[Show abstract][Hide abstract] ABSTRACT: Over recent years there has been increasing concern over the level of radiation exposure to the population from diagnostic radiology, and this is particularly the case for paediatric radiology. In addition, many regulatory authorities place particular importance on the optimization of exposures to paediatric patients. This lecture aims to review and summarise the existing guidance for radiation protection in paediatric radiology and recent developments in technology and methodology. Guidelines on technique and dose in paediatric radiology have been produced by the CEC and by departments in the UK, among others, and these will be discussed along with the most recent surveys of radiation dose and diagnostic reference levels for paediatric patients. The varying attitudes to paediatric radiation protection between centres will be explored. There are a variety of equipment issues affecting dose reduction in paediatric radiology, and those to be discussed include tube filtration, automatic exposure control devices, anti-scatter grids and pulsed fluoroscopy. Choice of technique plays a big part in radiation dose, and exposure factors need to be scaled down for smaller patients. Other technique issues include neonatal chest/abdomen radiography, the use of a well collimated radiation beam and the use of lead shielding to protect radiosensitive organs. Optimization of computed tomography examinations for children is of particular concern, and some proposals for dose reduction will be presented and discussed. One of the most effective ways of reducing dose from an x-ray examination is to prevent the need for a repeat exposure – a common occurrence with scared or reluctant paediatric patients. Some practical suggestions and examples of easy measures that can be taken in this regard will conclude the lecture, along with a brief mention of the associated radiation protection issues for staff and carers involved in paediatric radiology.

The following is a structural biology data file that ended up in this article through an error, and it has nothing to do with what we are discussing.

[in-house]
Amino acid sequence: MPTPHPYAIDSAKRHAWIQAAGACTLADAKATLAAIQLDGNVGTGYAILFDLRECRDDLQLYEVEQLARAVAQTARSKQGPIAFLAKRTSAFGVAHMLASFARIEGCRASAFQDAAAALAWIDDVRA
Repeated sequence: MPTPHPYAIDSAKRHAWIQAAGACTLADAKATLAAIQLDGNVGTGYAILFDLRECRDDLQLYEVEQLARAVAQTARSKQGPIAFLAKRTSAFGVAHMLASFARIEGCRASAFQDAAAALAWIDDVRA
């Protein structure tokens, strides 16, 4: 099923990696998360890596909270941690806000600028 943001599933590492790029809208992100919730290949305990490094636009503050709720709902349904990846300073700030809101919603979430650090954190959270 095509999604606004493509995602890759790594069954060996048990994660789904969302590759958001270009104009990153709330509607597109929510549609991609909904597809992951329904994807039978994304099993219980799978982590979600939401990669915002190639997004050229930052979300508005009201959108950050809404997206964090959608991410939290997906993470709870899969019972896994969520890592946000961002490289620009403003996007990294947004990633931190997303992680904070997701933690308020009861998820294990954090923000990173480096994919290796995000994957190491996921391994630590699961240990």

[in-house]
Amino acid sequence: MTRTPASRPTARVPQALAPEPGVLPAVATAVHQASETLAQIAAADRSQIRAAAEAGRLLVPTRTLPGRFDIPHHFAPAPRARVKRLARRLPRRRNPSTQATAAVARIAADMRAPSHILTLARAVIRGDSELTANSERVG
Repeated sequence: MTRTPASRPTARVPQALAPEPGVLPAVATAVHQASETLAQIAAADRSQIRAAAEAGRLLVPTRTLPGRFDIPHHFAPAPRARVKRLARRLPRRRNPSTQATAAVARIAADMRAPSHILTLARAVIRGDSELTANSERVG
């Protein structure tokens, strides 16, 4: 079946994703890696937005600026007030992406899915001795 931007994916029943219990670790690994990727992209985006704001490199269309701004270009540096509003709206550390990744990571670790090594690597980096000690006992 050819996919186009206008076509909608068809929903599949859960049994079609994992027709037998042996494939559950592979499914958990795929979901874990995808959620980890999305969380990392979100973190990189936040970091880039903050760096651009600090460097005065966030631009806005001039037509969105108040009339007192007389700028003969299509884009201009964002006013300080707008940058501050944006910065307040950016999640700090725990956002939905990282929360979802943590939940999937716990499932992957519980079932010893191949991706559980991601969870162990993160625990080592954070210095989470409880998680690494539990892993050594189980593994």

[Show abstract][Hide abstract] ABSTRACT: Die Ultraschalluntersuchung wird bei der Frage nach Obstruktion, Nierenbeteilung oder Vorliegen eines Refluxes beim Harnwegsinfekt (HWI) als primre Bildgebung eingesetzt. Fortschritte in der Ultraschalltechnologie (hoch auflsender Schallkopf, Harmonic Imaging) und der Ultraschallkontrastmittel sowie eine systematische Darstellung ermglichen eine qualitativ gute Beurteilung des Harntrakts. Eine Refluxprfung sollte nach der Antibiotikatherapie und damit frher als empfohlen durchgefhrt werden. Eine Refluxuntersuchung mit Blasenkatheterisierung oder -punktion kann einen unangenehmen Erfahrungswert haben, daher sollte bei Bedarf sediert werden. Hierzu haben sich Midazolam intranasal, fr die lokale Ansthesie bei Blasenpunktion EMLA Pflaster gut bewhrt. Die kontrastverstrkte sonographische Refluxprfung, die Miktionsurosonographie, ist ein alternatives Verfahren und hat im Vergleich zur Miktionszystourethrographie eine hhere Sensitivitt in der Refluxdetektion bei fehlender Strahlenexposition. Die MRT bietet bei HWI gegenber der DMSA-Szintigraphie eine hhere diagnostische Sicherheit.The primary role of US in the diagnostic work-up of urinary tract infection is to provide information regarding obstruction, renal parenchymal involvement and reflux. Advances in US technology (high resolution transducer, harmonic imaging) and US contrast media coupled with systematic examination will provide a high quality evaluation of the urinary tract. The reflux examination should be carried out at the end of antibiotic therapy, contrary to what has been recommended in the past. A reflux examination with bladder catheterization or suprapubic puncture can be a traumatic experience for the child. Thus whenever necessary sedation should be used. The intranasal administration of Midazolam and the use of local anesthesia (EMLA plaster) for suprapubic puncture have proved to be valuable. The contrast-enhanced sonographic reflux examination – voiding urosonography [VUS], is an alternative diagnostic modality for reflux examination and compared to voiding cystourethrography [VCUG] has higher sensitivity in reflux detection without utilising ionizing radiation. Further diagnostic imaging modalities for UTI should incorporate primarily MRI as it offers a higher diagnostic accuracy compared to DMSA scintigraphy.